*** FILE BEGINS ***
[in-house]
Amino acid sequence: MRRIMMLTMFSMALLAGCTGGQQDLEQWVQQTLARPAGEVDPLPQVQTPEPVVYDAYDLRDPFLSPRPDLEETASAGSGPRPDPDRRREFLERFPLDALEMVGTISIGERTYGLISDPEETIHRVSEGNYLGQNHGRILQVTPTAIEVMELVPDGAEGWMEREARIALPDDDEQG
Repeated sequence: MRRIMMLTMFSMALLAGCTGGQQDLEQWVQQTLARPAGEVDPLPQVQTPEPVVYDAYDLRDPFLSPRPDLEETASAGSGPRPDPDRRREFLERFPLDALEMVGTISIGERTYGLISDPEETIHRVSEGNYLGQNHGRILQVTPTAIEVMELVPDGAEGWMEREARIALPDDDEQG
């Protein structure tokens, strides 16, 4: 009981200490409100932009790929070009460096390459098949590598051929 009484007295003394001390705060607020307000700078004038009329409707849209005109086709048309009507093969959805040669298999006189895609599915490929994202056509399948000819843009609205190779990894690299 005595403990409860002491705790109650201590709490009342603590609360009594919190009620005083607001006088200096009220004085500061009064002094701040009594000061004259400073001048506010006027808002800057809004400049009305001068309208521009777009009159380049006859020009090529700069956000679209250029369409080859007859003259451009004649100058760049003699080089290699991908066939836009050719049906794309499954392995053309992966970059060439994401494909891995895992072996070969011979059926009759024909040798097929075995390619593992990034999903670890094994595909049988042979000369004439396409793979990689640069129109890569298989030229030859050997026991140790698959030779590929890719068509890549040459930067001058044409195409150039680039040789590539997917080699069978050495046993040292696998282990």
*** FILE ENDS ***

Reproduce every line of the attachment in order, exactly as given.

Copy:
[in-house]
Amino acid sequence: MRRIMMLTMFSMALLAGCTGGQQDLEQWVQQTLARPAGEVDPLPQVQTPEPVVYDAYDLRDPFLSPRPDLEETASAGSGPRPDPDRRREFLERFPLDALEMVGTISIGERTYGLISDPEETIHRVSEGNYLGQNHGRILQVTPTAIEVMELVPDGAEGWMEREARIALPDDDEQG
Repeated sequence: MRRIMMLTMFSMALLAGCTGGQQDLEQWVQQTLARPAGEVDPLPQVQTPEPVVYDAYDLRDPFLSPRPDLEETASAGSGPRPDPDRRREFLERFPLDALEMVGTISIGERTYGLISDPEETIHRVSEGNYLGQNHGRILQVTPTAIEVMELVPDGAEGWMEREARIALPDDDEQG
């Protein structure tokens, strides 16, 4: 009981200490409100932009790929070009460096390459098949590598051929 009484007295003394001390705060607020307000700078004038009329409707849209005109086709048309009507093969959805040669298999006189895609599915490929994202056509399948000819843009609205190779990894690299 005595403990409860002491705790109650201590709490009342603590609360009594919190009620005083607001006088200096009220004085500061009064002094701040009594000061004259400073001048506010006027808002800057809004400049009305001068309208521009777009009159380049006859020009090529700069956000679209250029369409080859007859003259451009004649100058760049003699080089290699991908066939836009050719049906794309499954392995053309992966970059060439994401494909891995895992072996070969011979059926009759024909040798097929075995390619593992990034999903670890094994595909049988042979000369004439396409793979990689640069129109890569298989030229030859050997026991140790698959030779590929890719068509890549040459930067001058044409195409150039680039040789590539997917080699069978050495046993040292696998282990």